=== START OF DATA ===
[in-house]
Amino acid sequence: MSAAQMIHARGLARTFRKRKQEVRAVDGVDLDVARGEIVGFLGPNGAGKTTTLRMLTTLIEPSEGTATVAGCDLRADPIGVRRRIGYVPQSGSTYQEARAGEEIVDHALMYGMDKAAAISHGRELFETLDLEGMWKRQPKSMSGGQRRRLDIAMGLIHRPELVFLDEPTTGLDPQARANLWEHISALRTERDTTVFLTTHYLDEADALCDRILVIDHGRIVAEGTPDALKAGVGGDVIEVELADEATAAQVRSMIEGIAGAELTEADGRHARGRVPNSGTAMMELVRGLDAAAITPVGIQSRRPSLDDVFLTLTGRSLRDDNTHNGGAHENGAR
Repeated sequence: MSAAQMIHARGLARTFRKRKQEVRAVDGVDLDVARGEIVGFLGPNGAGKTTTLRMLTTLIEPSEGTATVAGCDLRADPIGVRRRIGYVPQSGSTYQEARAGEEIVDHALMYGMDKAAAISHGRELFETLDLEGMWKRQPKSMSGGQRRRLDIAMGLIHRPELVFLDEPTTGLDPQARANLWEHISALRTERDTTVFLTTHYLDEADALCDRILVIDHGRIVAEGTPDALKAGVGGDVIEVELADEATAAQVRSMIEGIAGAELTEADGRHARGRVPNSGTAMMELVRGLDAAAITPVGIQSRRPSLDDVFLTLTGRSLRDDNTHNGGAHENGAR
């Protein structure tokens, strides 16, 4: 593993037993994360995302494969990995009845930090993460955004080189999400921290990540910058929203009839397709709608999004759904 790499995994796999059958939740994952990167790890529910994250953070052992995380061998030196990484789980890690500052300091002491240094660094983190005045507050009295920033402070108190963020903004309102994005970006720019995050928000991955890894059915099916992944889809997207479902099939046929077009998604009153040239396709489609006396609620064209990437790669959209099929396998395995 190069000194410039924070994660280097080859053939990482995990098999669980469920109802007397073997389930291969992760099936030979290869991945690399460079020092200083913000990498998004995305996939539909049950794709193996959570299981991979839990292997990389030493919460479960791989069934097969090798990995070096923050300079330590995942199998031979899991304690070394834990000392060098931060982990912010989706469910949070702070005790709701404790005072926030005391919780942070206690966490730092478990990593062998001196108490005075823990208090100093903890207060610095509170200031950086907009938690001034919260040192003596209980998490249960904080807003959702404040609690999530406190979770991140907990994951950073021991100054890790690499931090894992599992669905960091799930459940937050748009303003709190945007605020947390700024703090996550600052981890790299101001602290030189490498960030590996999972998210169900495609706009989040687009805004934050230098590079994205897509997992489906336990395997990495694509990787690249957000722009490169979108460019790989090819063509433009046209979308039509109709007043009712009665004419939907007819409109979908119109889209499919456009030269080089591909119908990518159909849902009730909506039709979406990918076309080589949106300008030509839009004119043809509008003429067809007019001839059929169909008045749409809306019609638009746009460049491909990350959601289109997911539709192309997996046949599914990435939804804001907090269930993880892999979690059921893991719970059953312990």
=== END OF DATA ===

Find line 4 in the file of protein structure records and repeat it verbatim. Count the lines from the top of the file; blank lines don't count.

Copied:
């Protein structure tokens, strides 16, 4: 593993037993994360995302494969990995009845930090993460955004080189999400921290990540910058929203009839397709709608999004759904 790499995994796999059958939740994952990167790890529910994250953070052992995380061998030196990484789980890690500052300091002491240094660094983190005045507050009295920033402070108190963020903004309102994005970006720019995050928000991955890894059915099916992944889809997207479902099939046929077009998604009153040239396709489609006396609620064209990437790669959209099929396998395995 190069000194410039924070994660280097080859053939990482995990098999669980469920109802007397073997389930291969992760099936030979290869991945690399460079020092200083913000990498998004995305996939539909049950794709193996959570299981991979839990292997990389030493919460479960791989069934097969090798990995070096923050300079330590995942199998031979899991304690070394834990000392060098931060982990912010989706469910949070702070005790709701404790005072926030005391919780942070206690966490730092478990990593062998001196108490005075823990208090100093903890207060610095509170200031950086907009938690001034919260040192003596209980998490249960904080807003959702404040609690999530406190979770991140907990994951950073021991100054890790690499931090894992599992669905960091799930459940937050748009303003709190945007605020947390700024703090996550600052981890790299101001602290030189490498960030590996999972998210169900495609706009989040687009805004934050230098590079994205897509997992489906336990395997990495694509990787690249957000722009490169979108460019790989090819063509433009046209979308039509109709007043009712009665004419939907007819409109979908119109889209499919456009030269080089591909119908990518159909849902009730909506039709979406990918076309080589949106300008030509839009004119043809509008003429067809007019001839059929169909008045749409809306019609638009746009460049491909990350959601289109997911539709192309997996046949599914990435939804804001907090269930993880892999979690059921893991719970059953312990």